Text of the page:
Thursday July 18, 2024

Biden aides, Saudis explore defence treaty modelled after Asian pacts

By News Desk
September 20, 2023

WASHINGTON: American and Saudi officials are discussing terms of a mutual defence treaty that would resemble the robust military pacts that the United States has with its close allies Japan and South Korea, a central component in President Biden’s high-stakes diplomacy to get Saudi Arabia to normalize relations with Israel, according to US officials.

Under such an agreement, the United States and Saudi Arabia would generally pledge to provide military support if the other country is attacked in the region or on Saudi territory. The discussions to model the terms after the treaties in East Asia, considered among the strongest the United States has outside of its European pacts, have not been previously reported.

Crown Prince Mohammed bin Salman, Saudi Arabia’s de facto ruler, regards a mutual defence agreement with the United States as the most important element in his talks with the Biden administration about Israel, current and former US officials said. Saudi officials say a strong defence agreement would help deter potential assaults by Iran or its armed partners even as the two regional rivals re-establish diplomatic ties.

Prince Mohammed is also asking the Biden administration to help his country develop a civilian nuclear program, which some US officials fear could be cover for a nuclear weapons program to counter Iran. Any treaty with Saudi Arabia that is similar to the American pacts with East Asian allies is sure to draw strong objections in Congress. Some senior US lawmakers, including top Democrats, see the Saudi government and Prince Mohammed as unreliable partners who care little about US interests or human rights.

An agreement would also raise questions about whether Biden is getting the United States more militarily entwined with the Middle East. And such a treaty would also contradict the Biden administration’s stated goal of reorienting American military resources and fighting capabilities away from the area and toward deterring China specifically in the Asia-Pacific region. The US discussions with Saudi Arabia and Israel have mainly revolved around Prince Mohammed’s demands of the Biden administration. That diplomacy is expected to come up on Wednesday, when Biden plans to meet with Prime Minister Benjamin Netanyahu of Israel on the sidelines of the United Nations General Assembly in New York. Biden mentioned the benefits of nations normalizing ties with Israel in a broad speech at the United Nations on Tuesday morning.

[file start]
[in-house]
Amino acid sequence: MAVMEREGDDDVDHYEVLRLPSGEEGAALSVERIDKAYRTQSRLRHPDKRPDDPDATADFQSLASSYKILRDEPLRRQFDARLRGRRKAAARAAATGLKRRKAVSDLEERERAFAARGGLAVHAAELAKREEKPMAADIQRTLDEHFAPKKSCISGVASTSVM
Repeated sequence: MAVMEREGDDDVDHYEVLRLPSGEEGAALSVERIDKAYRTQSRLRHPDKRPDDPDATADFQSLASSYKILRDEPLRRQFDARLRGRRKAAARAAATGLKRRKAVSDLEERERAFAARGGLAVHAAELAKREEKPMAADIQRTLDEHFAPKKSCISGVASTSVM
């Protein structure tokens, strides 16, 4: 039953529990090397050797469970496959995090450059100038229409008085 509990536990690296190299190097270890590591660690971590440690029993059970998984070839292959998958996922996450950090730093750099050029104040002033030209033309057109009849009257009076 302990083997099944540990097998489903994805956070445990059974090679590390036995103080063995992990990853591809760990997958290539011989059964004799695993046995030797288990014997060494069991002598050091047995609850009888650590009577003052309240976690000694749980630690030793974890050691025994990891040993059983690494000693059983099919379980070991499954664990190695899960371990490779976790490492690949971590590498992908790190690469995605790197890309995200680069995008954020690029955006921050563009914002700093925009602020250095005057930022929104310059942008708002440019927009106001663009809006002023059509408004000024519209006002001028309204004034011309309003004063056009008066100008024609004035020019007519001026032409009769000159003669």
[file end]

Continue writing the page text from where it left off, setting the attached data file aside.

The US military has bases and troops in both Japan and South Korea, but American officials say there are currently no serious discussions about having a large contingent of American troops in Saudi Arabia under any new defense agreement. The Pentagon has just under 2,700 American troops in the kingdom, according to a letter the White House sent to Congress in June.

Biden’s push for a Saudi-Israel deal is a gambit that, not long ago, would have been hard to imagine. He pledged during his 2020 presidential campaign to make Saudi Arabia a “pariah.” And brokering a deal could be a political boon for Netanyahu’s extreme right-wing government, which American officials have sharply criticized for its efforts to weaken Israel’s judiciary and its encouragement of settlement building in Palestinian areas.

But US officials have said a diplomatic pact would be an important symbolic defusing of Arab-Israeli tensions and could also have geopolitical significance for the United States. Bringing Saudi Arabia closer to the United States, they argue, could pull the kingdom farther from China’s orbit and blunt Beijing’s efforts to expand its influence in the Middle East. The State Department declined to comment on details of the discussions for this article.

In recent months, White House officials have given briefings about the negotiations to influential Democratic lawmakers, whom the administration would need to persuade to approve the treaty in order to obtain the 67 necessary votes in the Senate, or two-thirds of that chamber. A majority of Senate Democrats have voted on multiple occasions to restrict Washington’s arms sales and other security cooperation with Riyadh, objecting to the Saudi bombing campaign in Yemen, which has been aided by American weapons, and the killing of the Washington Post journalist Jamal Khashoggi in 2018, a murder that American spy agencies have judged was ordered by the prince. He has denied direct involvement.